(END VIDEO CLIP)
CHARLES KRAUTHAMMER, SYNDICATED COLUMNIST: Governor, I'm with you on evolution. I'm an agnostic on global warming. Does it make me anti-science?
HUNTSMAN: Of course not. It means that you have got a position, and I respect that. And when you have a body of scientists who have weighed in to the extent they have, and I am a little reminded of, ya know, having been involved in building a cancer institute out west. If you had 98 out of 100 oncologists who said we think we have some important breakthroughs on breast, colon, and prostate cancer that is meaningful for people to understand in terms of procedures going forward, we would turn and say science has spoken. It's important to respect that.
So all I am saying is you raise your kids to go out and find a cure for cancer, you raise your kids to get educated and to solve the world's big problem problems. And when the scientific community speaks, I think, ya know, we take a look at what they say have to say. And I think that when they speak I tend to respect that.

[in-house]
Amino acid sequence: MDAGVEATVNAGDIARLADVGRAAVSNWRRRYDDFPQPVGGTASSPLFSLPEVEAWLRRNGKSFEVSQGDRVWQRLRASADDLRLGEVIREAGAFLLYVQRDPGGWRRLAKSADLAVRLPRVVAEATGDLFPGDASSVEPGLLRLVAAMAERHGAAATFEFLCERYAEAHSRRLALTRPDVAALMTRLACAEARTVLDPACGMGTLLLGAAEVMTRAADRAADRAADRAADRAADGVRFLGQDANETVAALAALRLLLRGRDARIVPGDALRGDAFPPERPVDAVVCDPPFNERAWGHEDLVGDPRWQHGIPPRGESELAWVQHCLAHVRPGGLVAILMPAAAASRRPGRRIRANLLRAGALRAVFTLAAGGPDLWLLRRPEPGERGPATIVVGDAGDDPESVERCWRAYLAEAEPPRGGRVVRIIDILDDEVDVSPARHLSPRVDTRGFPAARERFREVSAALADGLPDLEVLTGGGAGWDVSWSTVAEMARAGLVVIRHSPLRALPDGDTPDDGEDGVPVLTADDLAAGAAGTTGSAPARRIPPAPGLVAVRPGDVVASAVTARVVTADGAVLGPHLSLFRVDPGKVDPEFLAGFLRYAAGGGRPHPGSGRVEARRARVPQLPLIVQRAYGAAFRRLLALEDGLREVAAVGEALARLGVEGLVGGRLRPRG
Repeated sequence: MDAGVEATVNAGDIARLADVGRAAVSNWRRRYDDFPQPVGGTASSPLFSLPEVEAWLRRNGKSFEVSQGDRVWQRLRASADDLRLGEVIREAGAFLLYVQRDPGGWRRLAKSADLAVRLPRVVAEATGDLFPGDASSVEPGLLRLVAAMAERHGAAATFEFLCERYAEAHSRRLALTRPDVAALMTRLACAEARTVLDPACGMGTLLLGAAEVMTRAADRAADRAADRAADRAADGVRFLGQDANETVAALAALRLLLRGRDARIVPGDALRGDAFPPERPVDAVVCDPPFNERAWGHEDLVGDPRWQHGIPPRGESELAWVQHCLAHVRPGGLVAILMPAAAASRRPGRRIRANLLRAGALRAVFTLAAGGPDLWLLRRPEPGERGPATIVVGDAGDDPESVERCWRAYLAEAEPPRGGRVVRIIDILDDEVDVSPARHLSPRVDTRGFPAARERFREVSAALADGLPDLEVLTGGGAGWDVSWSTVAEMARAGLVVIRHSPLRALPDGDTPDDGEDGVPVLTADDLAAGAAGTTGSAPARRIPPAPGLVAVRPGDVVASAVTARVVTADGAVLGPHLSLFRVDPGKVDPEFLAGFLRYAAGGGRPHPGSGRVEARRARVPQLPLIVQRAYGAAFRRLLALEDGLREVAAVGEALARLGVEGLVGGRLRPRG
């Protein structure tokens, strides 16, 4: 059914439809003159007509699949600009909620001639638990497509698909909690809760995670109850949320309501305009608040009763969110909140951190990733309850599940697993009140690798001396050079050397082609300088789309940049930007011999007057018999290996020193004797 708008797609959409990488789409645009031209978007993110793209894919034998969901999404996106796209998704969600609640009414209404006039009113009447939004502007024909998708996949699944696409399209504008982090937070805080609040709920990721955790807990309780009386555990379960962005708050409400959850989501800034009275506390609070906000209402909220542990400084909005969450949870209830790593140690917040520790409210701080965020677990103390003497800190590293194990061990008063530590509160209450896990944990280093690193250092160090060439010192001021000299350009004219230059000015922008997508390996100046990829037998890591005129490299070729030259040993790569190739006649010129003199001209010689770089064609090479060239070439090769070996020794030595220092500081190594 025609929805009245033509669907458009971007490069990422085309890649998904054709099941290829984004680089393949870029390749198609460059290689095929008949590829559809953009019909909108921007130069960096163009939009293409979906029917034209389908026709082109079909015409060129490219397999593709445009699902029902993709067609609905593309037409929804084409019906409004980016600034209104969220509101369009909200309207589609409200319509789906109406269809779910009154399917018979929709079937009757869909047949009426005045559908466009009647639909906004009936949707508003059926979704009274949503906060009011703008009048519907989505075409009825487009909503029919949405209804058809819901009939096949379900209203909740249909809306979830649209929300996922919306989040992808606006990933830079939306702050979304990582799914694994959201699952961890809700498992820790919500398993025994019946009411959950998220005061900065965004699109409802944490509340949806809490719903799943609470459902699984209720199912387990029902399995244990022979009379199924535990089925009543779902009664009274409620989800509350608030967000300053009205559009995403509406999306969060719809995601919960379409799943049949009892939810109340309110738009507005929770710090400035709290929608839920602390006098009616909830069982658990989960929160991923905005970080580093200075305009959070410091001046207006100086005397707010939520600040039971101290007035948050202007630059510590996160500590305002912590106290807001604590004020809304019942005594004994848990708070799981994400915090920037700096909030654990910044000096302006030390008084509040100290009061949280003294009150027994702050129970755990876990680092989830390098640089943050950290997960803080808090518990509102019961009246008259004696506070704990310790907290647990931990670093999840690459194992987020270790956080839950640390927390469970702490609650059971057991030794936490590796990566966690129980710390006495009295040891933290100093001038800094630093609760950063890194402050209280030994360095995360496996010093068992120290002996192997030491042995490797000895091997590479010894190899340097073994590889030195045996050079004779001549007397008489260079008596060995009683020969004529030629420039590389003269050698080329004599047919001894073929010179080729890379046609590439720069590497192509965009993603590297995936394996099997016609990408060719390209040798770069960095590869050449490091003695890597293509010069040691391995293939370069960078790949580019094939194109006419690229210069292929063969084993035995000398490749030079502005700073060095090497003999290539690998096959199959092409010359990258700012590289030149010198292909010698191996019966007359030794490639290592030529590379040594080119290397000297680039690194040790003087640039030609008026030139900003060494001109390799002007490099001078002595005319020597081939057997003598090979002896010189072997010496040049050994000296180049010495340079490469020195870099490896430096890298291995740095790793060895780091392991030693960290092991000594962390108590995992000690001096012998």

KRAUTHAMMER: Are you saying that the case is closed on global warming?
HUNTSMAN: No, I'm not saying it's closed at all. I think it will continue to evolve. And I think science has a responsibility. When some of it has been called into question, the scientific community has a responsibility to stand up and explain themselves.
KRAUTHAMMER: But there is a difference between evolution and global warming. Global warming has implications for the spending of trillions of dollars -
HUNTSMAN: Of course --
KRAUTHAMER: -- of tax money and changing the way that America lives. So it isn't as if it's an abstraction. Are you willing to engage in those activities which would be -- that could be ruinous if misspent on the basis of a theory that you say the case is not closed?
HUNTSMAN: I respect the science. In terms of the tools I would use to address it, I say if we are reading one body of science here and the Chinese are reading a different body of science there and the Indians are yet again reading something different, the largest emitters in the world are going from different benchmarks. And how can we unilaterally disarm in this country and impose something in the way of cost for the job creators when the largest emitters in the world are reading from a different scientific text?
A.B. STODDARD, ASSOCIATE EDITOR, THE HILL: Well, you might not be willing to legislate any changes that will cost a lot of money, but you are known for your comments about the fear that the Republican Party will turn anti-science, be perceived that way by swing voters and will ultimately lose in this election or in the ones to come. You are known also for supporting the civil union for gay couples.